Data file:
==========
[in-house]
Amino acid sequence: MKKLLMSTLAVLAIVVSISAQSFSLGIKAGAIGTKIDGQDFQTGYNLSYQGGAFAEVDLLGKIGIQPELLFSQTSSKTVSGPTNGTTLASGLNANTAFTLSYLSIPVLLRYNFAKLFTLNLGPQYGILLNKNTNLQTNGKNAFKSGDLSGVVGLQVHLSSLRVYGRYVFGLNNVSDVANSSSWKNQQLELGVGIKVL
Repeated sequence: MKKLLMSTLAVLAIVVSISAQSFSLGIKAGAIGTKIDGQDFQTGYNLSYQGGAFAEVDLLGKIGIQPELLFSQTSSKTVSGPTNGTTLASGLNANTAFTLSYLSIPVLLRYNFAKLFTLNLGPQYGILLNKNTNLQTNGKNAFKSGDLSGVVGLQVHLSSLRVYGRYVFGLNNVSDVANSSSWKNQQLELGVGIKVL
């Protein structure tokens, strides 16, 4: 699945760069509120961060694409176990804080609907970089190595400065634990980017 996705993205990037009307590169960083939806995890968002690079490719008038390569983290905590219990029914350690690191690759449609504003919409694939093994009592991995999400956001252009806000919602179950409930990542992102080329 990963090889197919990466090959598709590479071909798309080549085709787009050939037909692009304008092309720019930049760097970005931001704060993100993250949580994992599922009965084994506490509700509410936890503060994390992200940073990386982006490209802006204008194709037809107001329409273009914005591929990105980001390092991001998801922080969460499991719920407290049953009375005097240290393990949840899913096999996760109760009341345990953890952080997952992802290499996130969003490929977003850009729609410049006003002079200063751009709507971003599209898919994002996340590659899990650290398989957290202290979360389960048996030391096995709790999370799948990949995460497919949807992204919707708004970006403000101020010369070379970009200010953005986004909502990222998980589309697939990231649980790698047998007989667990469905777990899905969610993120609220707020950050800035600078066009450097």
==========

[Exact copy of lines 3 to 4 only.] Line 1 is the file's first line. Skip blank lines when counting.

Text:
Repeated sequence: MKKLLMSTLAVLAIVVSISAQSFSLGIKAGAIGTKIDGQDFQTGYNLSYQGGAFAEVDLLGKIGIQPELLFSQTSSKTVSGPTNGTTLASGLNANTAFTLSYLSIPVLLRYNFAKLFTLNLGPQYGILLNKNTNLQTNGKNAFKSGDLSGVVGLQVHLSSLRVYGRYVFGLNNVSDVANSSSWKNQQLELGVGIKVL
């Protein structure tokens, strides 16, 4: 699945760069509120961060694409176990804080609907970089190595400065634990980017 996705993205990037009307590169960083939806995890968002690079490719008038390569983290905590219990029914350690690191690759449609504003919409694939093994009592991995999400956001252009806000919602179950409930990542992102080329 990963090889197919990466090959598709590479071909798309080549085709787009050939037909692009304008092309720019930049760097970005931001704060993100993250949580994992599922009965084994506490509700509410936890503060994390992200940073990386982006490209802006204008194709037809107001329409273009914005591929990105980001390092991001998801922080969460499991719920407290049953009375005097240290393990949840899913096999996760109760009341345990953890952080997952992802290499996130969003490929977003850009729609410049006003002079200063751009709507971003599209898919994002996340590659899990650290398989957290202290979360389960048996030391096995709790999370799948990949995460497919949807992204919707708004970006403000101020010369070379970009200010953005986004909502990222998980589309697939990231649980790698047998007989667990469905777990899905969610993120609220707020950050800035600078066009450097």